- Stow spare bike parts in your handlebars and seatpost. Think: cables, zip ties, spokes, or a tire boot
- Strap a dry bag to the rear or front rack (if you have one)
- Fill unused spaces with bottle cages: top cap, down tube, rear dropouts, and rack bolts
Voile Straps Are Awesome
Voile straps made a name for themselves amongst backcountry skiers. In the event your ski binding breaks, Voile straps will secure your boot to the ski and get you down the mountain. Their durability and versatility set them apart from other straps. I’ve used them to secure oversized water bottles and dry bags to my frame over technical terrain. They also are my choice for carrying my handlebar roll. The security comes with a bit of a price tag, but the versatility and peace of mind are worth it in the backcountry.
It’s Actually Affordable
If you think you need to buy every bike bag and a sweet new rig, you’ll disagree with this point. The fact is, when starting out bikepacking you don’t need all the fancy harnesses, bags, and gizmos. Tap into your inner frugalness. Use what you have. You’ll find new ways to do this through each trip you take.
DIY is a big cost savings. If you’re handy with sewing, make your own dry bags out of cuben fiber, and sew your own frame bags. Limberlost published a guide and template to make your own handlebar roll.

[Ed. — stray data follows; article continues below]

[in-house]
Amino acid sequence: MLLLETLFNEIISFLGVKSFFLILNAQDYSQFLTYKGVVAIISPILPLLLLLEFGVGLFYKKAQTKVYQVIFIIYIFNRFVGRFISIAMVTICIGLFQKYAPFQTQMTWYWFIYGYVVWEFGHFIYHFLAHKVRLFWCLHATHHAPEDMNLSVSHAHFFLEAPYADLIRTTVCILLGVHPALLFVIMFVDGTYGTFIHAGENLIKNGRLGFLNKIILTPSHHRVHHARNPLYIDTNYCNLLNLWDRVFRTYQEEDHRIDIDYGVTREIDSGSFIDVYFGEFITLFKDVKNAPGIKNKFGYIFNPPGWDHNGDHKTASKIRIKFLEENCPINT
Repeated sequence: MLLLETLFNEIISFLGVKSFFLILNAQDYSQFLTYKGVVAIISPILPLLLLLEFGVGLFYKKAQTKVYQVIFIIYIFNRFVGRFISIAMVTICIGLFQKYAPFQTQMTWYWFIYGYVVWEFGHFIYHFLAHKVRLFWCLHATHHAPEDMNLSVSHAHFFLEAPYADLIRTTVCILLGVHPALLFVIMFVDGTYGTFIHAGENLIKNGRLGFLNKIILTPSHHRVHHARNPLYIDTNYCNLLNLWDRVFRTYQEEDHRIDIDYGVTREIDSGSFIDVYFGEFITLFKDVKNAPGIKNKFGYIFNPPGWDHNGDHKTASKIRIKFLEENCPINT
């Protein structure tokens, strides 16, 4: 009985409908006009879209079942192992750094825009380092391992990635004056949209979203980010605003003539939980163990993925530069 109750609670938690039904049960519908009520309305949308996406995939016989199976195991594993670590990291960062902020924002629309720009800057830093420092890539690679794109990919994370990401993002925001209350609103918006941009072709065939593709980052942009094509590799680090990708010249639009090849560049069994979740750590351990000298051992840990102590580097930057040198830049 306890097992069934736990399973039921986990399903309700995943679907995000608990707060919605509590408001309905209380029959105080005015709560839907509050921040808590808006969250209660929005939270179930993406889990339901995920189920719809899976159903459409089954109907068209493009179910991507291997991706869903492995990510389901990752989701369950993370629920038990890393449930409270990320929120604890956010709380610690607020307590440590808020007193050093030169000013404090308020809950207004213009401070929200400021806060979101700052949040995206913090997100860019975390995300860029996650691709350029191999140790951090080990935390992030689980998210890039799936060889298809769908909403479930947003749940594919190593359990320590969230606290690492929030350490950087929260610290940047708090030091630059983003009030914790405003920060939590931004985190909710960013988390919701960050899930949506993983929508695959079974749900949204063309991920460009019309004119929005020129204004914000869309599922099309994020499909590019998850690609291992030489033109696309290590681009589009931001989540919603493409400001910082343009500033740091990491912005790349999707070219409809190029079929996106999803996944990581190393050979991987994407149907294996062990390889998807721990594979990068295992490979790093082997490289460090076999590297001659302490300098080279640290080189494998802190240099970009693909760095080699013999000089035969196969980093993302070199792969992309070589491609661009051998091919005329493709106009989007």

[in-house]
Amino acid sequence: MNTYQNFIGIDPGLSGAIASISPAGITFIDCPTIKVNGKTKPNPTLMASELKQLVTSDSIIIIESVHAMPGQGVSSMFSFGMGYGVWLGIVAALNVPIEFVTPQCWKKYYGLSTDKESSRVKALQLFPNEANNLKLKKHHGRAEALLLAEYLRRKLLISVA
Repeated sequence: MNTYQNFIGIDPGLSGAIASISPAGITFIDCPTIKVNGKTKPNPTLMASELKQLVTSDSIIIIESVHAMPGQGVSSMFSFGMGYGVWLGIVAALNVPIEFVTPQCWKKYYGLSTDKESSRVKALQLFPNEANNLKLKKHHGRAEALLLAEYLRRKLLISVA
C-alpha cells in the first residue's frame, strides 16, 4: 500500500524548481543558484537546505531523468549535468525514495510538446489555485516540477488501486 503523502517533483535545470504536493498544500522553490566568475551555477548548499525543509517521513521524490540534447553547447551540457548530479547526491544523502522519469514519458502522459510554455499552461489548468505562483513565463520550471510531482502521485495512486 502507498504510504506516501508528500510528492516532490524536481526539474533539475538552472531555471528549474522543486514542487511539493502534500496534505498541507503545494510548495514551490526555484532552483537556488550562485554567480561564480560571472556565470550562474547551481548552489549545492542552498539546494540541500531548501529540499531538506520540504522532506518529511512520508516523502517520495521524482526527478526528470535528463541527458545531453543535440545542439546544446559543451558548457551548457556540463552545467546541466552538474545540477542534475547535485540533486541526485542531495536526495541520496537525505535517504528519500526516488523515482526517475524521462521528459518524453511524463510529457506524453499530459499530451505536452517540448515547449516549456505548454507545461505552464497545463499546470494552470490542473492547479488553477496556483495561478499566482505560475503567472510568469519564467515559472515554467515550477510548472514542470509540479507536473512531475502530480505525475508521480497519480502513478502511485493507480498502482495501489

A pop can alcohol stove is easy to make and uses denatured alcohol.
Don’t forget about used gear! Why buy new when you can find like-new quality for half the price? Search thrift stores, outdoor consignment shops, and bike shop clearance racks. Facebook Marketplace groups, Craigslist, eBay, and Amazon are excellent online locations. If all else fails, head to your outdoor friend’s garage and offer some cash for their extra gear.
Plot Your Route
If you fail to plan, you plan to fail. If your trip is more than a straightforward out-and-back on a gravel road, you should have a map in hand and route in mind. I use an offline map and GPS on my phone and plot my route ahead of time using a website like RideWithGPS.
There are several offline topo map apps. My favorite is Accuterra, which uses Neotreks data. Apps that incorporate Neotreks data include:
- Singletracks Topo (iOS and Android)
- Backcountry Navigator with an additional paid subscription (Android)
- Roam by onXmaps (iOS and Android)
Honorable Mention: GaiaGPS: raved about by backcountry explorers, but doesn’t include Neotreks map data.
With that, a GPS is great for pinpointing your exact location, but it doesn’t replace a map and compass.
Pro Tip: Cut out only the map sections you need and tape them together. Use a ziplock bag for waterproofing.
Leaving from the front door is the greatest feeling!
On several trips, I’ve left from and arrived back to my own front door. It’s an empowering feeling and the ultimate form of travel. It simplifies parking and shuttling logistics. All you have to do is pack the bike and roll away from your driveway to wherever your bike takes you!
Conclusion: The Gear Doesn’t Define the Adventure
At no point have I looked back on an adventure and saw the focal point being a piece of gear. It’s always been about the location, and triumphs over struggles to get there. Neither your bike nor your gear define what you can and can’t do. Only you define your limits. Let your adventures evolve with you.